Georgia Habitats by Heather Hadarits Manning Oaks ES. The Georgia Piedmont is between the mountains and the plains. Known for weathered and nutrient poor soil. Georgia Piedmont Habitat. Piedmont Habitat Land Animals. The white tailed deer is the smallest deer in North America!. Raccoon
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Known for weathered and nutrient poor soil.Georgia Piedmont Habitat
The white tailed deer is the smallest deer in North America!
These nocturnal animals are found in urban, suburban, and rural habitats.
They are also found from the mountains to the coast!
This is the Red Fox.
It hunts alone or in small family groups!
Snakes, frogs, and lizards
Because they are reptiles, they like to be near water!
Cottonmouth – water moccasin
The Live Oak is Georgia’s state tree
Georgia Pine Trees
The mountains in Georgia were formed over a billion years ago!
Brasstown Bald is in the Georgia mountains. It is the highest point in Georgia rising over 4,784 feet above sea level.
The trees and plants in the mountain habitat are the same as the Piedmont!
Eastern Cottontail Rabbit
This frog prefers to be in rocky, mountainous places, but you can find it in lots of other habitats too!
Great Horned Owl
Bladderworts live in shallow water and have small air sacs that catch small bugs, water fleas, and worms.
Pitcher Plants eat live bugs! The bugs are attracted to the smell and they crawl inside. Once inside, they are trapped. The flower has strong chemicals that immediately dissolve the bug.
The Sundew flower has sticky stuff on the plant.
When bugs land, they are stuck. Then the flower can eat the bug.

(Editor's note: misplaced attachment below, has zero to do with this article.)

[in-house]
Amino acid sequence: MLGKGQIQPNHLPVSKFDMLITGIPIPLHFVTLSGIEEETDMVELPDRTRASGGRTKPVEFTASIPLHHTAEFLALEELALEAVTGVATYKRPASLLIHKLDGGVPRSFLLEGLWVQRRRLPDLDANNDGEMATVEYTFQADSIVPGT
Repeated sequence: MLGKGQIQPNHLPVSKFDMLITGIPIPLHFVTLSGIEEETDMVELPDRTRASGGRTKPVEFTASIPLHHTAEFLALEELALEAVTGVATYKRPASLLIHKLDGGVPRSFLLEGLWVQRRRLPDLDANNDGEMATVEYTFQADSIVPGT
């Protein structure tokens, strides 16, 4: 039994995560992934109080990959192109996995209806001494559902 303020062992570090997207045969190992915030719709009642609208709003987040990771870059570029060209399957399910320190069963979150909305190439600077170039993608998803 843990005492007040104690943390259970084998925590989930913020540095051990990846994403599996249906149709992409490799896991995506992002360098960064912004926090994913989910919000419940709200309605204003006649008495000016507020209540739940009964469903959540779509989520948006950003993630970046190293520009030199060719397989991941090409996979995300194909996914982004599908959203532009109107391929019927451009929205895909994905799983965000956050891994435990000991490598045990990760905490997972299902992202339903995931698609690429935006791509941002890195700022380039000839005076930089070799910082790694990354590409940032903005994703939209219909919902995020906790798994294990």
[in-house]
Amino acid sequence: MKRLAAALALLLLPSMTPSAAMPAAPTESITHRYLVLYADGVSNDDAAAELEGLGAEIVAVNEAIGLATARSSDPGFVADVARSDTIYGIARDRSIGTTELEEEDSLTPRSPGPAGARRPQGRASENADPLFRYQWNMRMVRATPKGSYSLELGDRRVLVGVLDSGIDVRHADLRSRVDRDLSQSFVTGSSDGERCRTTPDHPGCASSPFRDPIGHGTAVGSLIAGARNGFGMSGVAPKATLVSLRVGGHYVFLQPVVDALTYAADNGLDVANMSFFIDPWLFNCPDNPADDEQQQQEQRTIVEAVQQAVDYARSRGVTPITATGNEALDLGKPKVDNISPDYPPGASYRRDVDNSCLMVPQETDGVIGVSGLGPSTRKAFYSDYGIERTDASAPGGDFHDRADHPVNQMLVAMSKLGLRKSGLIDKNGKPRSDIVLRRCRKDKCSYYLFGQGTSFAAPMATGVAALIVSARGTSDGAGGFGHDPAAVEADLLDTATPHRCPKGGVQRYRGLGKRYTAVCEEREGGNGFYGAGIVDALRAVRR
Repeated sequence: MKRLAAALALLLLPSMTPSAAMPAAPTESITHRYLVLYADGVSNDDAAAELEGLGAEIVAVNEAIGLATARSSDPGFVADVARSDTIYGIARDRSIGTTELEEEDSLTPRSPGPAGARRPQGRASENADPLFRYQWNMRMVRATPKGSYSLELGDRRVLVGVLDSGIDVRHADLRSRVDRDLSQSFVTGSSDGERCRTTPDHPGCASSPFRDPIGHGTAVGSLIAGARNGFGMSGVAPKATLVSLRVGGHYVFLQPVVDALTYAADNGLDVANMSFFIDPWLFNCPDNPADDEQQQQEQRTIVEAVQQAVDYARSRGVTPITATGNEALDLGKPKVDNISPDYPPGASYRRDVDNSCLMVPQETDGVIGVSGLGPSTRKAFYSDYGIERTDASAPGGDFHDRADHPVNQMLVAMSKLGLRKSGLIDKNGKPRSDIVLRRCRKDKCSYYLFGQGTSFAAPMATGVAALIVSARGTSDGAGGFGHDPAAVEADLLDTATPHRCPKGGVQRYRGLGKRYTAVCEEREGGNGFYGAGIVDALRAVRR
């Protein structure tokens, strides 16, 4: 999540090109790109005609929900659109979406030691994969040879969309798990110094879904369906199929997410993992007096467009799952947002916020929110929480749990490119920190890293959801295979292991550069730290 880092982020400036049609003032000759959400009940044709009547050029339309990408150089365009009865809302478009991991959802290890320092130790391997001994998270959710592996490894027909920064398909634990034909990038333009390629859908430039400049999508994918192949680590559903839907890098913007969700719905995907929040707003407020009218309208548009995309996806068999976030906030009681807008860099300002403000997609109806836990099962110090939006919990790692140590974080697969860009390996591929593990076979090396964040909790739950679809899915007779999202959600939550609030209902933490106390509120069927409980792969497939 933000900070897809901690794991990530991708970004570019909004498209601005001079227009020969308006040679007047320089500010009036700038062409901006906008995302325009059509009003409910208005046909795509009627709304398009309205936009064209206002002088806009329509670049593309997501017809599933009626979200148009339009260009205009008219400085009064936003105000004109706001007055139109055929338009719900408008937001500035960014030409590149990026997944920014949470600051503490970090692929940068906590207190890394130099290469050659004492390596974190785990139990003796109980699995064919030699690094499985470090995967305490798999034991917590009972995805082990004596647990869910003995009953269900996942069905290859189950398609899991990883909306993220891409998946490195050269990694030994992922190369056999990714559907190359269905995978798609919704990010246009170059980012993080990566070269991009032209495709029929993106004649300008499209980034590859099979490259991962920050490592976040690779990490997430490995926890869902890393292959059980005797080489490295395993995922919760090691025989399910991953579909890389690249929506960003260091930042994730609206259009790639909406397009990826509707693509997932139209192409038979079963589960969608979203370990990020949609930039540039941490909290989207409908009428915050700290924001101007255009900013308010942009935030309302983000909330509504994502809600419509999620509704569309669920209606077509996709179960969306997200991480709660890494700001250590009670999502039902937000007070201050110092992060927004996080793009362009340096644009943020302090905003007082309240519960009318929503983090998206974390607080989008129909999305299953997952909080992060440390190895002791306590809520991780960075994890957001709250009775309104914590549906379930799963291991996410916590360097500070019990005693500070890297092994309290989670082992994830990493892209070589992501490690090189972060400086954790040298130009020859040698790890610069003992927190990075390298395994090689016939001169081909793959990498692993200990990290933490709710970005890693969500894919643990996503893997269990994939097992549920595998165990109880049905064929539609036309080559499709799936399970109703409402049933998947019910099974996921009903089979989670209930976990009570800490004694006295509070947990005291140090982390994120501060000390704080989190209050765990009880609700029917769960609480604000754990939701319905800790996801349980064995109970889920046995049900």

White Tailed Deer
The black bear eats plants and animals.
One of Georgia’s few venemous snakes.
It can coil, bite, and coil again in ½ second!
Did you know a full grown alligator can grow up to 15 feet and weigh 700 pounds?
The Sandhill Crane
These birds feed on small prey such as lizards, rats, and snakes.
A variety of plants
Spanish moss on a Live Oak tree
Every year Loggerhead sea turtles lay their eggs on the beach, but make their home in the ocean. That is why you found them in the Coastal Habitat as well!
These dolphins were spotted just of the coast of Tybee Island
Credits for information and photographs:
Pollution also is a major reason for the loss of habitat. When it rains, many chemicals and debris from roads, cars, lawns, construction sites and dumps - just to name a few - run into streams and finally into the estuaries and bays. When this habitat is destroyed by the chemicals, poor farming or building too close to streams - fish die. They die because their nesting and feeding areas are destroyed. These areas where fish can not survive are called "Dead Zones". One of these dead zones extends 7,000 miles into the Gulf of Mexica off Texas and Louisiana due to pollution.
*Courtesy of http://www.howard.k12.md.us/res/habitat/pollution.html
Oil water logs a bird's feathers so that it drowns, dies of cold or is poisoned by swallowing oil when trying to clean its plumage. Most oil pollution is accidental but some is deliberate, such as ships illegally washing out their tanks at sea.
Hurricanes destroy a mangrove forest coastal habitat.